Chris Kearney | NSWA Vice President, Governmental Affairs
Ahead of the President’s overseas trip to the UN meeting on climate change – known as COP-26 – the week of November 1, House and Senate Democratic leaders are promising agreement on their long delayed “framework” of the FY22 Budget Reconciliation Bill – where inclusion of percentage depletion’s elimination and a methane tax on small producers is being pushed hard by powerful House Progressives.
If such agreement could be reached, it is not expected that it would be a completely drafted bill but rather a detailed blueprint, with more specific legislative language to follow in the weeks ahead. Some have suggested it will be a hybrid – part text on some issues and “placeholder” concepts for others.
Key struggles that have faced party leaders and rank and file members continues to be: what the level of funding should be (latest reports say possibly around $2 trillion over five years); how should it be paid for (moderate and liberal Democrats are squabbling over how to best raise taxes, on the rich primarily); and, what should be included (climate change related provisions continue to be a centerpiece of the discussion).
It’s expected that once such agreement is reached, a House vote on the bipartisan Senate-passed $1.2 trillion infrastructure bill will soon follow, thus allowing Democrat leaders to advance their two-track legislative strategy of enacting President Biden’s “Build Back Better Agenda.”
The Infrastructure Bill is expected to pass the House once an agreement on reconciliation is reached.
Of course, in the Senate ultimately, Majority Leader Chuck Schumer (D-NY) will need every Democrat (50) to vote for the bill and House Democrats can only afford to lose three “no” votes on reconciliation.
Where we stand: regardless of the process of hammering out final details – and achieving consensus (or not) – legislative work will remain fluid so engagement with Congress is key.
Until the President signs a budget bill that does not include punitive attacks on our industry – including percentage depletion elimination – you need to engage and have your voices heard. It will make a difference. Percentage Depletion has been kept out of the budget bill until now because of small operator voices like yours.
So, NSWA strongly urges all members to call and or email their member of congress and senator and ask the elected officials the following: 1) ensure percentage depletion continues to not be included in the FY22 Budget Reconciliation bill and, that 2) the methane tax proposal – of any kind – not be included.
Chris Kearney, NSWA’s VP of Governmental Affairs is available to assist with identifying key congressional members and their staffs, as well as consulting on talking points and other key information.
Again, time is of the essence. So, please don’t hesitate to reach out to Chris or NSWA board members for assistance.
NSWA VP for Governmental Affairs
Call or text anytime.
Background – How We Got Here
In late August, the House passed, by a party-line vote of 220-212, a multi-section procedural measure (H. Res. 601) which includes the adoption of the Senate-passed FY 2022 budget resolution or “blueprint” (S. Con. Res. 14) and outlines a date certain for voting on the Senate-passed infrastructure bill.
With the House’s adoption of the FY22 budget resolution by both chambers, it officially kickstarted the budget reconciliation process that will allow congressional Democrats to pass a ten year $3.5 trillion annual expansive social spending and tax package aimed at implementing the President’s “Build Back Better” agenda, including large swaths of President Joe Biden’s proposed American Jobs and Families Plans unveiled earlier this year.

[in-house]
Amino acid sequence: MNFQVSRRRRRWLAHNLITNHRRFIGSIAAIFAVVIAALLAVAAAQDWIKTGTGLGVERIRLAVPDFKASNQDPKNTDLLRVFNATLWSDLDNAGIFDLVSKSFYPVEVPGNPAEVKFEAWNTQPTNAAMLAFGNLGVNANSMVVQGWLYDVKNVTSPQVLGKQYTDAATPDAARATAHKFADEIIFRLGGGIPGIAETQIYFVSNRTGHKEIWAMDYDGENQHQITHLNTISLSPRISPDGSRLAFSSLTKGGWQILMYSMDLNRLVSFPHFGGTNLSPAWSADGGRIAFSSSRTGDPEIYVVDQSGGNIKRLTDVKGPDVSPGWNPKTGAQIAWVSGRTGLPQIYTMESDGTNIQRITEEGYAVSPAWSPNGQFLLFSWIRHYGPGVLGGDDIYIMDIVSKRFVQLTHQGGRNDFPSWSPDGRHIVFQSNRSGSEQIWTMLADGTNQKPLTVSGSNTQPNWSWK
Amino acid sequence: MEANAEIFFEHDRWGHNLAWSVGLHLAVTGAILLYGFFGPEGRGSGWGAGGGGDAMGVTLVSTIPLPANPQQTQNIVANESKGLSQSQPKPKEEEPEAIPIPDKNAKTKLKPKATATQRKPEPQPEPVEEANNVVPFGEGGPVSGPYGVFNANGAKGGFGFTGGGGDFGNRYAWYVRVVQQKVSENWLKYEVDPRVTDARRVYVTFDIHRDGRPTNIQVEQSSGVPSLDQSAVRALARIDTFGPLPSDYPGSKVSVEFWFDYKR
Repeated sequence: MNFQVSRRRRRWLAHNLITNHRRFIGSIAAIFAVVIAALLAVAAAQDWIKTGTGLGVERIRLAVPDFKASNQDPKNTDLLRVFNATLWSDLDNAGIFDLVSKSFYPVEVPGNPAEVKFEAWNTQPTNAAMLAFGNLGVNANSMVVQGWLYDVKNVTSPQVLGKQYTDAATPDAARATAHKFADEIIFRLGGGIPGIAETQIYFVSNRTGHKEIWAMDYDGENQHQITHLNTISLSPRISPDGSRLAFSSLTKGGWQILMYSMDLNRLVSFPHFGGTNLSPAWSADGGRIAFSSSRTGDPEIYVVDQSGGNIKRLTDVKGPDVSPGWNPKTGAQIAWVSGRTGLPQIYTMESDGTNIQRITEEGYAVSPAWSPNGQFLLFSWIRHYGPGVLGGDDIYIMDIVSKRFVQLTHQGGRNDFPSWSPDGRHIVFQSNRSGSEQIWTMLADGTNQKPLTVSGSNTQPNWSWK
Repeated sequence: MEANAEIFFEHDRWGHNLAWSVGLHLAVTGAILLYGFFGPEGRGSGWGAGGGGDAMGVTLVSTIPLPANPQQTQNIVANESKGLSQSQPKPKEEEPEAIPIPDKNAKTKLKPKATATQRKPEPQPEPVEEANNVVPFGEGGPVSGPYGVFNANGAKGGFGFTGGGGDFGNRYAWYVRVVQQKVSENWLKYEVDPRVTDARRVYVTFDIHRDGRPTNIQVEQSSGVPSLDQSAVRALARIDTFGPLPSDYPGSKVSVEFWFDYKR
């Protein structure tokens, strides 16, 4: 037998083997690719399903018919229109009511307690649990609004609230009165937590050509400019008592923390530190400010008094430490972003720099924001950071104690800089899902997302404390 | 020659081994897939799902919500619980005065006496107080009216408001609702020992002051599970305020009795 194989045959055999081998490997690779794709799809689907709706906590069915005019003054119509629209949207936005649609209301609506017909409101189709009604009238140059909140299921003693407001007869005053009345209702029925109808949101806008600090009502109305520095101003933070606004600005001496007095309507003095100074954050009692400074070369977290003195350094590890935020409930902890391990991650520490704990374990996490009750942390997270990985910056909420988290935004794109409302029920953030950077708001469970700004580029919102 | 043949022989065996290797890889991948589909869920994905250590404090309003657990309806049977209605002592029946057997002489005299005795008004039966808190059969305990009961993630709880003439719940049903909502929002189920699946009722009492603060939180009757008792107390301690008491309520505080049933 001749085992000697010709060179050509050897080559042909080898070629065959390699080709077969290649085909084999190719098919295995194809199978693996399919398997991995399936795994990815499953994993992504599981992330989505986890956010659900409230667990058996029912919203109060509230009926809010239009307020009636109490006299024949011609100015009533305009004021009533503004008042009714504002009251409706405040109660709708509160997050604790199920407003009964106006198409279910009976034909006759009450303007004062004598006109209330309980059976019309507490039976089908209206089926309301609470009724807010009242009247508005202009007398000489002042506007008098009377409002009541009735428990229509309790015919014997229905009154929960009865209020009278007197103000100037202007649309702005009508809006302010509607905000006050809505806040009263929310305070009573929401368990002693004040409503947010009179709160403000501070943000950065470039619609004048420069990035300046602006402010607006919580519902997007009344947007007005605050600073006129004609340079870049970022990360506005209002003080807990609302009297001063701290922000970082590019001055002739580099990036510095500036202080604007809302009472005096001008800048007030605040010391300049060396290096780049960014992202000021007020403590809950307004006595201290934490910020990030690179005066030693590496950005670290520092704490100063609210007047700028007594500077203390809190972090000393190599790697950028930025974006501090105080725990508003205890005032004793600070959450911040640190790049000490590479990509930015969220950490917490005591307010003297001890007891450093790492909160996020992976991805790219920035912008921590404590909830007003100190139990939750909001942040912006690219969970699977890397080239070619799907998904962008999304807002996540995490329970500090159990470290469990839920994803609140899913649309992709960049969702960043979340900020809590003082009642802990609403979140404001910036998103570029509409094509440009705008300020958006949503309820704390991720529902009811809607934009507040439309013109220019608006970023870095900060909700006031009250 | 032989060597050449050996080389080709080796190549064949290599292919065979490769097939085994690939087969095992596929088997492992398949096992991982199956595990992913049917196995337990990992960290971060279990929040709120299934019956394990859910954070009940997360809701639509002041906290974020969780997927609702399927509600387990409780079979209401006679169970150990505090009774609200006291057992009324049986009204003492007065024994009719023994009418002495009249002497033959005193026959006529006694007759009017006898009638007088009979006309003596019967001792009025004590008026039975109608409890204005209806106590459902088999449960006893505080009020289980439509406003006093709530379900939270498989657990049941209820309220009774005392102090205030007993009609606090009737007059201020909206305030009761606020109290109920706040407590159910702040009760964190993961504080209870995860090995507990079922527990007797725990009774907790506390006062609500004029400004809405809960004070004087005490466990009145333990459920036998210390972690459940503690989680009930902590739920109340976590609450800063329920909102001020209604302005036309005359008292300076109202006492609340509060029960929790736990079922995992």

Once, the multiple bills are marked up and passed by the committees, the House Budget Committee will then bundle them together into a single, mammoth bill prior to a vote by the House.
Also, the House Energy and Commerce Committee has completed its work on the committee’s contribution to the budget reconciliation process.
The committee’s bill includes a methane fee on the oil and gas industry that “recognizes the cleanest performers” and “holds individual companies responsible for their own leaks and excess methane pollution.”
Specifically, the committee by a vote of 31-26 approved a portion of the $3.5 trillion budget reconciliation measure that would direct the Environmental Protection Agency to impose a methane pollution fee on the oil and gas industry. Rep. Kurt Schrader (D-Ore.) joined Republicans in voting against the legislation.
The fee would vary depending on how much of the greenhouse gas a facility emits. Methane emissions are considered more toxic than carbon dioxide.
The amount of the fee, which would begin in calendar year 2023, would be $1,500 per ton of methane that a facility reports during the prior reporting period, based on the specific industry’s intensity threshold number.
The fee for petroleum and natural gas production, for example, would be based on the reported tons of methane emissions that exceed 0.20% of the natural gas sent to sale from such facility. The fee for nonproduction petroleum and gas industry would be on the reported tons of methane emissions that exceed 0.05% of natural gas sent to sale from the facility.
It is expected that Democrats and Republicans from oil and gas states – on and off the committee – will continue efforts to strike the fee from the bill as negotiations continue with the Senate .
Senate action on a methane fee is unknown at this time, though leading Progressive members are expected to push for inclusion of a broad methane tax on oil and gas operations in the final reconciliation package.